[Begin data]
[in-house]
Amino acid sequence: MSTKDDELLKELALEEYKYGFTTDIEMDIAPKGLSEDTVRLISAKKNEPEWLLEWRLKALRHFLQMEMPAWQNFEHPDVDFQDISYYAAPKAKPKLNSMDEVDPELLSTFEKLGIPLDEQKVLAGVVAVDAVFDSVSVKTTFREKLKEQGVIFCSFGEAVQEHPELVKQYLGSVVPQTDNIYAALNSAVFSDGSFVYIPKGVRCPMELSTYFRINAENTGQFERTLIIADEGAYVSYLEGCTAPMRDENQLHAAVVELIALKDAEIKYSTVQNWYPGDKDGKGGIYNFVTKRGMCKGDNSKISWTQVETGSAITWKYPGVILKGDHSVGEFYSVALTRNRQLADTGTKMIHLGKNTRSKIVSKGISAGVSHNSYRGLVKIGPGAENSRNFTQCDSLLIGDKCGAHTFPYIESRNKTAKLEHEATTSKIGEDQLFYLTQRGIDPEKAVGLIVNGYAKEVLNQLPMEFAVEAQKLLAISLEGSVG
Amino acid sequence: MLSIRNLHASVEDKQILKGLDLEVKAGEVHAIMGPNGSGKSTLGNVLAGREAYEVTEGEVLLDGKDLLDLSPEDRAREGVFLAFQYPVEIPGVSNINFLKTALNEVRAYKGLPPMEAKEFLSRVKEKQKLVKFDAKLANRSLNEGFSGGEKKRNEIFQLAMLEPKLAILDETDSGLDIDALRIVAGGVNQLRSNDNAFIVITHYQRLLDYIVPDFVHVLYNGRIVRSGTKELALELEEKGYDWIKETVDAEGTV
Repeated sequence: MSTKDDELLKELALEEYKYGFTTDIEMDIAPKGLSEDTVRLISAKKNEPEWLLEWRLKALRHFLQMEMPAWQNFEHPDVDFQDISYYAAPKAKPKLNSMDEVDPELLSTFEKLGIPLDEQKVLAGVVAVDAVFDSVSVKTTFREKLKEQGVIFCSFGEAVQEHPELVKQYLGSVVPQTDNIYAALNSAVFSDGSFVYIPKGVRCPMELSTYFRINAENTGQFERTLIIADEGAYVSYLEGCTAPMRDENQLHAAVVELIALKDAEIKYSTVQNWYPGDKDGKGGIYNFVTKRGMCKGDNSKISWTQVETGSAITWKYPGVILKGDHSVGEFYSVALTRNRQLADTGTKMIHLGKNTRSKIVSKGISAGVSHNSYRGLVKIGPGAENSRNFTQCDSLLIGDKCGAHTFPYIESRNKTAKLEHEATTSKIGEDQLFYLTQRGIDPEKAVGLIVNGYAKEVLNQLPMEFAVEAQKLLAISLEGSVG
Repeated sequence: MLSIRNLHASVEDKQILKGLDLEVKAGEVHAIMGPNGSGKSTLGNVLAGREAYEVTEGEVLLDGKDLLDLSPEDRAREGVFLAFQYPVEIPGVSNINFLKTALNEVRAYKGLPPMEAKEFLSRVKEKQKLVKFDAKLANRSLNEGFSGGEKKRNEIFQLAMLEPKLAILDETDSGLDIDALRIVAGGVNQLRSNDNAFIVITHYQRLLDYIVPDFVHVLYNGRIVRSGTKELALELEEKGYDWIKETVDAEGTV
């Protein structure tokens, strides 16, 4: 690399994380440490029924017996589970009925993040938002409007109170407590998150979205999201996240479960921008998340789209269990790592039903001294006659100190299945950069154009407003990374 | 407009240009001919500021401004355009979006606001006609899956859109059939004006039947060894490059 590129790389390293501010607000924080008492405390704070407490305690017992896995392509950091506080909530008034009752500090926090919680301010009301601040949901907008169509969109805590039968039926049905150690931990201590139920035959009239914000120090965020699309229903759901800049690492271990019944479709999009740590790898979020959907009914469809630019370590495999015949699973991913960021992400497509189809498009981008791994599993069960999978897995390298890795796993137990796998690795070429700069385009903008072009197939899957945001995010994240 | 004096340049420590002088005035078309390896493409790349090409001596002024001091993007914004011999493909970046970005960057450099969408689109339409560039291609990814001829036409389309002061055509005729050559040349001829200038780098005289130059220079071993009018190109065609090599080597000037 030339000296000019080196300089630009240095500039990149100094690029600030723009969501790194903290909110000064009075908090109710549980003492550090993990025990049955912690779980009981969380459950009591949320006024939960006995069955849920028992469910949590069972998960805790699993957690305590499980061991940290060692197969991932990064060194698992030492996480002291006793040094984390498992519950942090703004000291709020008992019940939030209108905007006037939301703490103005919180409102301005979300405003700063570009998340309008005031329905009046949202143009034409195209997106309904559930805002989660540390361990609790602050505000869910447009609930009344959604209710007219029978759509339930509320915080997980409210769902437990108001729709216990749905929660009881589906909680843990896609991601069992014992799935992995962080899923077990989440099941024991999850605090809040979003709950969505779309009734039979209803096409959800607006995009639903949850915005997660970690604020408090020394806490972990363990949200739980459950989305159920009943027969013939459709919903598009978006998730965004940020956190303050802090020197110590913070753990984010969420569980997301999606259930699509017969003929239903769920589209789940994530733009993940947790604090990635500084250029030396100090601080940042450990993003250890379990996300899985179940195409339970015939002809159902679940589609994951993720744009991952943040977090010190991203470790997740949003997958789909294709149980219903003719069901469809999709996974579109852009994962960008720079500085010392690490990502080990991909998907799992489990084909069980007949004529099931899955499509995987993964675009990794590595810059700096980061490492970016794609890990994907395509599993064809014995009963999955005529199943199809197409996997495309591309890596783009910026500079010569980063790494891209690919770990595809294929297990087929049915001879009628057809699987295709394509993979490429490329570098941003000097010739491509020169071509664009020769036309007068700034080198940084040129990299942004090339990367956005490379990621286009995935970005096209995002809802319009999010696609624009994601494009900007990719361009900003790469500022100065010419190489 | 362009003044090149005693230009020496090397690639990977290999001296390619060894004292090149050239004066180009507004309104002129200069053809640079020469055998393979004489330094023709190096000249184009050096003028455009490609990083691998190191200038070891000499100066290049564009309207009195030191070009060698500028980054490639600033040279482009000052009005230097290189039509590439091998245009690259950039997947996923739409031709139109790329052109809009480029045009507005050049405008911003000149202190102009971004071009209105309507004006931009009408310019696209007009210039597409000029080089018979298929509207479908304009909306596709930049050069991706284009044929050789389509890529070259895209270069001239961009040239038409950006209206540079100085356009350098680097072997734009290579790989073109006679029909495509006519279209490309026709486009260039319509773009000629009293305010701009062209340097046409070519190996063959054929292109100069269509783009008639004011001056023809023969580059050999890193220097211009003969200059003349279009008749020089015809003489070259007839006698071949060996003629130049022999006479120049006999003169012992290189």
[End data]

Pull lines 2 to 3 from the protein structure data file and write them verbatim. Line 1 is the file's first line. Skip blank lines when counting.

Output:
Amino acid sequence: MSTKDDELLKELALEEYKYGFTTDIEMDIAPKGLSEDTVRLISAKKNEPEWLLEWRLKALRHFLQMEMPAWQNFEHPDVDFQDISYYAAPKAKPKLNSMDEVDPELLSTFEKLGIPLDEQKVLAGVVAVDAVFDSVSVKTTFREKLKEQGVIFCSFGEAVQEHPELVKQYLGSVVPQTDNIYAALNSAVFSDGSFVYIPKGVRCPMELSTYFRINAENTGQFERTLIIADEGAYVSYLEGCTAPMRDENQLHAAVVELIALKDAEIKYSTVQNWYPGDKDGKGGIYNFVTKRGMCKGDNSKISWTQVETGSAITWKYPGVILKGDHSVGEFYSVALTRNRQLADTGTKMIHLGKNTRSKIVSKGISAGVSHNSYRGLVKIGPGAENSRNFTQCDSLLIGDKCGAHTFPYIESRNKTAKLEHEATTSKIGEDQLFYLTQRGIDPEKAVGLIVNGYAKEVLNQLPMEFAVEAQKLLAISLEGSVG
Amino acid sequence: MLSIRNLHASVEDKQILKGLDLEVKAGEVHAIMGPNGSGKSTLGNVLAGREAYEVTEGEVLLDGKDLLDLSPEDRAREGVFLAFQYPVEIPGVSNINFLKTALNEVRAYKGLPPMEAKEFLSRVKEKQKLVKFDAKLANRSLNEGFSGGEKKRNEIFQLAMLEPKLAILDETDSGLDIDALRIVAGGVNQLRSNDNAFIVITHYQRLLDYIVPDFVHVLYNGRIVRSGTKELALELEEKGYDWIKETVDAEGTV